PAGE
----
Nonetheless as unnaturally choreographed the heavily enunciated tongue-twisting dialogue was, each episode went above and beyond in its salute to semantics by loading each line with more multi-syllabic words than most modern talk radio programs boast today.
And when you couple Batman's love of the English language with the show's obvious passion for play, it's no wonder why it's so easy to get hooked on DC Comics' particular brand of phonics.
This is especially true when it's performed like a near musical call and response by Adam West and Burt Ward, complete with odd mid-sentence pauses and rhythmic give-and-take meant to underline drama, both of which add a percussive "Pow!" to the sing-song dialogue.
Yes, the series did suffer from repetition, both structurally as well as in its tendency to recycle the exact same establishing shots (including its most famous sequence that takes us – "Turbines to Speed" – by Batmobile from the Batcave to City Hall where the same handful of extras mill about in heavily used footage).
However, while the greatest villain Batman ever faced were the budgetary restraints of its own network (which later led to its cancellation while it was still a ratings heavyweight), the show never let this obstacle turn into its Achilles Heel.
To this end, it adopted a visual signature with the same tenacity that it wove the wacky wordplay which was its narrative trademark into each week's two-part episode scripts.
Yet while you could never fail to miss the show’s audible style, Batman's often utilized cinematic technique came across with a refreshing subtlety that was often absent from the rest of the show's jackhammer approach.
Whereas our heroic leads were nearly always held dominantly in the frame – looking stoic, resolved and straight as an arrow – frequently, and only whenever we were in the presence of the show's "audacious adversaries" that were "capable of such capricious crimes," the frame is almost always positioned just barely off-kilter as we size up the room for possible "malevolent mischief."
Admittedly, the first of the three seasons had the best and most creatively freewheeling material as the shows grew increasingly outrageous with time. However, thanks to a bump in budget following the now classic movie (filmed between the first and second season) that also gave Batman its super cool Batboat, they were able to attract some impressive names to the guest villain roster including former Hollywood matinee idols of the '40s and '50s that begin to fill the screen in this set.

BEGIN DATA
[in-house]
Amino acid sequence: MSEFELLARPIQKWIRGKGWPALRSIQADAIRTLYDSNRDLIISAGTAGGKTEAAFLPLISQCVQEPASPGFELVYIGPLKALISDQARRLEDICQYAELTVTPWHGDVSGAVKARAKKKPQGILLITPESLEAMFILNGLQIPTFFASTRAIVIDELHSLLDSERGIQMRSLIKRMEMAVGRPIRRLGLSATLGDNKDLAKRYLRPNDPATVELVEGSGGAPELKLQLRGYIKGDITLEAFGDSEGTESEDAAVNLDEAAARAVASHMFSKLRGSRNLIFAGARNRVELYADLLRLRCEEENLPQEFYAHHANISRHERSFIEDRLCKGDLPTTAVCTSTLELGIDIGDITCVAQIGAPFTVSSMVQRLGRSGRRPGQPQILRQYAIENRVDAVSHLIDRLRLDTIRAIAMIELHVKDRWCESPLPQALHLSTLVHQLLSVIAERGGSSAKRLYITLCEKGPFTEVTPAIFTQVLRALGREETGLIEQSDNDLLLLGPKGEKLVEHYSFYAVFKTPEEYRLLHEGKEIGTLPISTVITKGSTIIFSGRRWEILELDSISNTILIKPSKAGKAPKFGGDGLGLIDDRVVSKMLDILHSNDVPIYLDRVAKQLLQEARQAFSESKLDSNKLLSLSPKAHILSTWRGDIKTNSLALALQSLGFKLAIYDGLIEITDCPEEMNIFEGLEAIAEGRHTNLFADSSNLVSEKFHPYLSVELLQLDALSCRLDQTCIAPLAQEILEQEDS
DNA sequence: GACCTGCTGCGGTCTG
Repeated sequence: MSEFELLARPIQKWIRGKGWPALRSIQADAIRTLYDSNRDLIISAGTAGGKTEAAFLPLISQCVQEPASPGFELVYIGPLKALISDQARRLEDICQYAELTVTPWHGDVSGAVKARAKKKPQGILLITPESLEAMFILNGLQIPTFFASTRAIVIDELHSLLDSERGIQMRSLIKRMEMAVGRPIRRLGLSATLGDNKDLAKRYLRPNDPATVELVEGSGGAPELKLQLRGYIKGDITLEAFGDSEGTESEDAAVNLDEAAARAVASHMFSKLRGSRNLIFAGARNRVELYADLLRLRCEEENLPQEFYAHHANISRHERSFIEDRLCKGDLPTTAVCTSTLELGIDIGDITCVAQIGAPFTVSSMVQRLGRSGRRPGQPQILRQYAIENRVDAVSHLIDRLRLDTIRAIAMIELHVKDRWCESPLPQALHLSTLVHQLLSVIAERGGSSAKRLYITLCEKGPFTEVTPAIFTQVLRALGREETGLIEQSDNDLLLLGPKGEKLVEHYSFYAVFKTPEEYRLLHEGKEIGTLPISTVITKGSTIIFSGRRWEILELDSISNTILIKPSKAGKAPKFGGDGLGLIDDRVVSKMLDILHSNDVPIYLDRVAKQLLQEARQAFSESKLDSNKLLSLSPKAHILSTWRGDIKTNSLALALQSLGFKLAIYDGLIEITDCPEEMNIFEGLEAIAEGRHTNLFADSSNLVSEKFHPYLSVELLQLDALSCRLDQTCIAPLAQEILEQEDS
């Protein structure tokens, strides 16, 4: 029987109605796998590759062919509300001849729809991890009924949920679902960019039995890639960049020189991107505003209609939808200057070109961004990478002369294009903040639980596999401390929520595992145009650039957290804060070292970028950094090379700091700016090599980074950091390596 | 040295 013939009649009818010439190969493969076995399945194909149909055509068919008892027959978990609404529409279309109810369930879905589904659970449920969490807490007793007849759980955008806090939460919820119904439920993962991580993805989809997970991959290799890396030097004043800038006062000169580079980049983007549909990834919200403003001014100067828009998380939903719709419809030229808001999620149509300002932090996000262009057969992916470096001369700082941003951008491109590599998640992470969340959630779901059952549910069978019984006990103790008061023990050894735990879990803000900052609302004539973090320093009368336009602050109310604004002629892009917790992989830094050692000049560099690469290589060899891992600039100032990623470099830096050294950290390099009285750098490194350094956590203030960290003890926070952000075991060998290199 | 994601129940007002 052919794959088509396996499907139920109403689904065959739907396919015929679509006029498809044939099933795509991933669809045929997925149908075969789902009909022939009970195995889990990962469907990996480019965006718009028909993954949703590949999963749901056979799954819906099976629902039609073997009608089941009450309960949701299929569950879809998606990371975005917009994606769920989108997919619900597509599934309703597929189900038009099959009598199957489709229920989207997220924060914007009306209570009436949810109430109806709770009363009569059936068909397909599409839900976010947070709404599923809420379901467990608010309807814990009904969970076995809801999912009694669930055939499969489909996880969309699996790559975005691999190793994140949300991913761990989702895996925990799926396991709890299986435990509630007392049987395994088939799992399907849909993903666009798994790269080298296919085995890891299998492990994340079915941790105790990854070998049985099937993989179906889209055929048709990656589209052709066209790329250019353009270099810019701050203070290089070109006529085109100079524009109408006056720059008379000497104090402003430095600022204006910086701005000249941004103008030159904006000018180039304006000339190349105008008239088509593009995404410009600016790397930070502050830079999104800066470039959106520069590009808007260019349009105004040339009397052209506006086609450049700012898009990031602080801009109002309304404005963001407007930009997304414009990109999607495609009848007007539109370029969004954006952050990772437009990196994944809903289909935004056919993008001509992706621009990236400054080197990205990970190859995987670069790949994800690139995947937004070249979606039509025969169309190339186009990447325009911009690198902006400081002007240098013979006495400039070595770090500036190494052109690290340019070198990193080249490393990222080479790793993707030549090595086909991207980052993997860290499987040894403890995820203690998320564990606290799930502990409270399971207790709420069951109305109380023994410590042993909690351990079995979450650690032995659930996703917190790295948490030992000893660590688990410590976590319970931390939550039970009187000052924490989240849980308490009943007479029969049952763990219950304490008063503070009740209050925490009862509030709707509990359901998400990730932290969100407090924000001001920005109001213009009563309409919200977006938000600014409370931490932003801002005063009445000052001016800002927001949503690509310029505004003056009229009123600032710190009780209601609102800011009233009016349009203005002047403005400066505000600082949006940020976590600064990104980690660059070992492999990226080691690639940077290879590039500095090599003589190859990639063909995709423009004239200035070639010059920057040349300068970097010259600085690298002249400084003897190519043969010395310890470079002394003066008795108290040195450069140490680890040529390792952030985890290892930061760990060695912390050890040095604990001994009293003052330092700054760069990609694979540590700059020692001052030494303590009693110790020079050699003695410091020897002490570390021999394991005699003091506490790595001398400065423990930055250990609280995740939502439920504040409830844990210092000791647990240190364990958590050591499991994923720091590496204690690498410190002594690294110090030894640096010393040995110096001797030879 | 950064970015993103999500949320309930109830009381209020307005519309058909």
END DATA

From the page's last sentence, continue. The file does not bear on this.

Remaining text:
And indeed, the star power here is as impactful as the same cartoon-style expressions of comic book of violence that took center stage during fight scenes.
But regardless of cost, the series was always at its best when one of the 1966 film's four main henchmen (Joker, Riddler, Penguin, and Catwoman) cooked up a new scheme to ensnare the heroic alter egos of millionaire Bruce Wayne and his "youthful ward" Dick Grayson.
In a nod to their own success, we see the two at home off duty and discover that when they’re not off fighting crime, they get their kicks in the manner of their audience, sitting back to watch TV's The Green Hornet.
That's just one of many nice in-joke winks at the superhero life that was thrilling on the small screen roughly a decade before the return of Superman to the big screen and the Frank Miller era Dark Knight debut of Michael Keaton's Bruce Wayne nearly 20 years later.
While this is as bright as Tim Burton's 1989 film is dark and played more for comedy than pathos and thrills, you can see the influence of Cesar Romero's Joker and Wayne's dry quips that were carried over in Burton, Keaton and Jack Nicholson's first trip to Gotham City two decades later.
And just like the introduction of Penguin and Catwoman did in Burton's Batman Returns follow-up years later, the villains bring out the worst in one another but the best in our heroic caped crusaders in this (sadly Riddler-free yet happily gorgeously restored) four disc set that delivers fans the first half of Batman's second season.
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